That is, the initial costs before you do anything else.
This will include every single cost you need to know about you can factor these into your decision.
Deductibility Of Hecm Reverse Mortgage Interest
While the tax treatment of the proceeds from a HECM reverse mortgage loan is rather straightforward , there is far more tax complexity when it comes to the deductibility of reverse mortgage interest. This is due both to the limitations of the general rules for deducting mortgage interest in the context of how reverse mortgages are typically used, and also because of the way that reverse mortgage interest is usually paid .
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Costs You Have To Pay But That Are Deducted From The Amount Borrowed
These costs rather than being upfront costs that you have to pay out of your own pocket can be deducted from the amount that you receive.
So lets say you arrange a reverse mortgage for $150,000 and these costs are $2,000. Then you will receive $148,000 instead.
You can choose to pay them if you like but almost every single person chooses to have them deducted from the amount borrowed instead.
These are split between two different sets of legal costs:
How Does A Reverse Mortgage Affect Your Taxes
As we will explain a little more in depth below, a reverse mortgage allows you to convert the equityor, the ownership stake in your hometo loan proceeds. Because of this, one of the advantages of a reverse mortgage is that youre not required to pay taxes to the IRS on said loan proceeds.
The costs you are responsible for in a reversemortgage include property taxes, homeowners insurance, and anyproperty-related expenses, among other reverse mortgage fees that vary based onthe lender and circumstances.
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Social Security And Medicare Benefits
Because a reverse mortgage loan doesnt count as income, that money generally wont affect your Social Security or Medicare benefits. However, it could affect your eligibility for Supplemental Security Income , because any reverse mortgage funds that you retain might count as assets.
For example, say your reverse mortgage lender gives you $4,000, and you spend it the same month to pay medical bills. In that case, your SSI wouldnt be affected. However, if you dont use the money that monthand it sits in your bank accountthen it would count as an asset, potentially affecting your eligibility for need-based benefits.
Mortgage lending discrimination is illegal. You cant be discriminated against based on race, color, national origin, religion, sex , familial status, or disability. If you think you have experienced such discrimination, file a complaint with the Consumer Financial Protection Bureau or the U.S. Department of Housing and Development .
What Happens If I Want To Sell My Home But Its Not Worth As Much As The Reverse Mortgage
Selling a home with a reverse mortgage is simple if the homes value is greater than the mortgage balance. Sell the house, pay off the reverse mortgage and pocket the difference. But if the value of your home has fallen below the amount you owe, the lender will accept 95% of the homes appraised value, or the full loan balance, whichever is less.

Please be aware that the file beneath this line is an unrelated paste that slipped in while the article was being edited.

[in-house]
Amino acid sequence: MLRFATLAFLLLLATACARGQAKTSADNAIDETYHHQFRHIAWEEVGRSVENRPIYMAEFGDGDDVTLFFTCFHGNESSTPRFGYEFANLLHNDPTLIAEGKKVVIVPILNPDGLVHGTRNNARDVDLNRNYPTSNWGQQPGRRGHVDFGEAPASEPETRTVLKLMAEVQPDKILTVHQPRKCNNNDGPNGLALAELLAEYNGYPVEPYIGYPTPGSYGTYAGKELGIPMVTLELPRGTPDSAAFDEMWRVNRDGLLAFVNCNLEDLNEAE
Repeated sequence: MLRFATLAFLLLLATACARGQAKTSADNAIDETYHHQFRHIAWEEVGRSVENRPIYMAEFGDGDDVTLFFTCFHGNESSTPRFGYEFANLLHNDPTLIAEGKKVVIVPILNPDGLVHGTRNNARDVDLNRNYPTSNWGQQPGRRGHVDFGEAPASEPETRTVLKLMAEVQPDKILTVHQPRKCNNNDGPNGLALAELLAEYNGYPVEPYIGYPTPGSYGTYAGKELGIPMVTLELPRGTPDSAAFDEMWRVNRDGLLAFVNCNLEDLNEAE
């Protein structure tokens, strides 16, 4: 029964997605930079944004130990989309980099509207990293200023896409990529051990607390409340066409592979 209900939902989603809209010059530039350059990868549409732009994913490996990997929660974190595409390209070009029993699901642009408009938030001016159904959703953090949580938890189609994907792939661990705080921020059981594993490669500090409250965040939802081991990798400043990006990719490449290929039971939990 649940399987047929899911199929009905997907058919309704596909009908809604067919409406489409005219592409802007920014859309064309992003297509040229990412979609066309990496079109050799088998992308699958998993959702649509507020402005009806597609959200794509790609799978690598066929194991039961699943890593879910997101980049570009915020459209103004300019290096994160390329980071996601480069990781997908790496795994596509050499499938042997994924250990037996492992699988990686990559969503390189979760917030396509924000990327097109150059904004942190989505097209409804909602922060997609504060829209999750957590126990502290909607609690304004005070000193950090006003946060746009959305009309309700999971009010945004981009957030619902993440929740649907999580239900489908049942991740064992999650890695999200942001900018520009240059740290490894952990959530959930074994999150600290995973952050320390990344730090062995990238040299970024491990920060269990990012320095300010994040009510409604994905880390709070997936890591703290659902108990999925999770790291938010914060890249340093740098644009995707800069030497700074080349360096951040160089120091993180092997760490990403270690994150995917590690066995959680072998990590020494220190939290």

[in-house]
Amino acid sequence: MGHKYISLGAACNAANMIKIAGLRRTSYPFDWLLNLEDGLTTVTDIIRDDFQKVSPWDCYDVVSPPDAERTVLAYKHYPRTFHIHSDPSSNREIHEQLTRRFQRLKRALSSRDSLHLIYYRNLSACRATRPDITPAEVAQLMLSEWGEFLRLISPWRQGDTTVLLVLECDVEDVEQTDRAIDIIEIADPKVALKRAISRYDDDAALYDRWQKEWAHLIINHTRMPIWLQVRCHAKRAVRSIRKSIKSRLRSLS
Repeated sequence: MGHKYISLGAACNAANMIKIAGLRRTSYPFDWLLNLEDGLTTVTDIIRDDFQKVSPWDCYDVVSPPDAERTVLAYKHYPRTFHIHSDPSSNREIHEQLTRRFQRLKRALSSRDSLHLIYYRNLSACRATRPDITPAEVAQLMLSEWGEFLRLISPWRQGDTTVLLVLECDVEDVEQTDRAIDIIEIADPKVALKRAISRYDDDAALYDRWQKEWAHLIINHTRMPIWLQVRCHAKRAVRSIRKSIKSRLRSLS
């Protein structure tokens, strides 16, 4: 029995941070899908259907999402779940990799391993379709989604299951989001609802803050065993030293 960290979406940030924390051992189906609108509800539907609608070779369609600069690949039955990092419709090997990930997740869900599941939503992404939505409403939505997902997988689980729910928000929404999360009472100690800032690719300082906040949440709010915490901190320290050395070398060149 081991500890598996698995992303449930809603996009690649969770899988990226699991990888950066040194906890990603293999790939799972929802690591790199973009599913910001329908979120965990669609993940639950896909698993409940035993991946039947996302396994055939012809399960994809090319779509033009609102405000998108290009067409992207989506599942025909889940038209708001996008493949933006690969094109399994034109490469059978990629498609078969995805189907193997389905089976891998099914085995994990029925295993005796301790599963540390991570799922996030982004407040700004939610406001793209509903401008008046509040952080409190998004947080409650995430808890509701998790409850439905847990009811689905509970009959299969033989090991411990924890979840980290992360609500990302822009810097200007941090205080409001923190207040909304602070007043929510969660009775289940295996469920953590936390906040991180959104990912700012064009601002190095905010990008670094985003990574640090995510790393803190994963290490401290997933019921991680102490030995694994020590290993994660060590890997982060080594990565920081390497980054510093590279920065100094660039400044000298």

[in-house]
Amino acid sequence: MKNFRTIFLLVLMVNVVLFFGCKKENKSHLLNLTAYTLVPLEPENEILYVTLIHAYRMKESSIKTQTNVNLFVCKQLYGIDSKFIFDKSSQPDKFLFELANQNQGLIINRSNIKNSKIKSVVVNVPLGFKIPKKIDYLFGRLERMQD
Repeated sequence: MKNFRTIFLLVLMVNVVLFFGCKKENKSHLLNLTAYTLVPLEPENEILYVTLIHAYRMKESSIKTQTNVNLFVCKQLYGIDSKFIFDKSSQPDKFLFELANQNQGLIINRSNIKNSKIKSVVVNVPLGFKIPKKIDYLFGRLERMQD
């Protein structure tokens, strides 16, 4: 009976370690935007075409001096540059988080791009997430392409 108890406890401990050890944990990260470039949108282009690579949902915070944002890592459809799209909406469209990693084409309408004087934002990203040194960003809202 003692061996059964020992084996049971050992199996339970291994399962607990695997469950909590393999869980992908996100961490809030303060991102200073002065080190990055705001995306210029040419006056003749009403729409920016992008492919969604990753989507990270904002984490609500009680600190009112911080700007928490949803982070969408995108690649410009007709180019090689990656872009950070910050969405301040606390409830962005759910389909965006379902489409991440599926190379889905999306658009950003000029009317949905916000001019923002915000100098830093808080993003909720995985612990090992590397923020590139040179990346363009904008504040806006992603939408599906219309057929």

You may need to conduct a short sale selling your home for less than the balance owed if you have to sell when your home is valued at less than what you owe. The problem is, any real estate agent you work with will have to get the lenders permission to list the home for less than the mortgage balance, and the lender may require an appraisal before agreeing to the listing. This is one of the reverse mortgage pitfalls: Short-selling a home with a reverse mortgage is usually time-consuming and complicated.
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Bottom Line: Should You Get A Reverse Mortgage
Reverse mortgages have gained a less-than-perfect reputation thanks to some scams that target unsuspecting seniors. Even legitimate companies have used dishonest marketing to try to get homeowners to take out reverse mortgages: Recently, the Consumer Financial Protection Bureau filed a complaint and levied a $1.1 million fine against American Advisors Group, one of the biggest names in reverse mortgages, for deceptive marketing.
So, the simple rule: Be very, very cautious about putting your home at risk.
Still, there are two key reasons that seniors might consider examining their reverse mortgage options today:
- Elevated equity Over the past decade, home equity has grown as home values have risen. The average American homeowner gained more than $56,000 in equity between the third quarter of 2020 and the third quarter of 2021, according to CoreLogic.
- Record-low interest rates While interest rates are beginning to rise and will likely continue on that path in 2022, its still a cheap time to borrow money. Interest rates on 30-year loans are currently estimated to stay below 4 percent throughout the next year.
Remember that you have other options to access cash, too. Compare a home equity loan versus a reverse mortgage to see which one is a better fit for your needs.
With additional reporting by David McMillin
Social Security And Medicare Eligibility
Since reverse mortgage loan proceeds arent considered income, they wont impact your Social Security retirement or Medicare benefits. However, they can impact need-based benefits such as Supplemental Security Income or Medicaid.
This isnt an issue if you intend to use the reverse mortgage proceeds right away, according to the National Reverse Mortgage Lenders Association , which says, funds that you retain count as an asset and could impact eligibility.
For example, if you borrow $5,000 from a reverse mortgage for home repairs and spend it in the same month, your SSI wont be affected. However, if you keep the money in your bank account, it counts as an asset, which could make you ineligible for need-based benefits.